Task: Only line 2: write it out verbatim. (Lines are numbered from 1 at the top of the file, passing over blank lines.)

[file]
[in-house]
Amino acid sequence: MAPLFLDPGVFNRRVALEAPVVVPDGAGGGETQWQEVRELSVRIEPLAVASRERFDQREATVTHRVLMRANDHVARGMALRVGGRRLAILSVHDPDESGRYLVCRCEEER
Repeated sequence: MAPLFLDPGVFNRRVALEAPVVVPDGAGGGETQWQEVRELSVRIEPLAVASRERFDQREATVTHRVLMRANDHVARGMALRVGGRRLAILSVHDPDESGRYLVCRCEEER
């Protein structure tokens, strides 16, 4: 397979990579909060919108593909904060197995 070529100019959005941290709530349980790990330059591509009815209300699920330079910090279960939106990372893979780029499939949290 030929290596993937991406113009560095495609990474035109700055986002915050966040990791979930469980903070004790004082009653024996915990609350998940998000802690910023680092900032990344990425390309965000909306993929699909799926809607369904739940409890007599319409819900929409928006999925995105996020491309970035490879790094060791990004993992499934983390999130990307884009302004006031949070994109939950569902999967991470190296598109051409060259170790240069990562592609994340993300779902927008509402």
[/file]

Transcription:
Amino acid sequence: MAPLFLDPGVFNRRVALEAPVVVPDGAGGGETQWQEVRELSVRIEPLAVASRERFDQREATVTHRVLMRANDHVARGMALRVGGRRLAILSVHDPDESGRYLVCRCEEER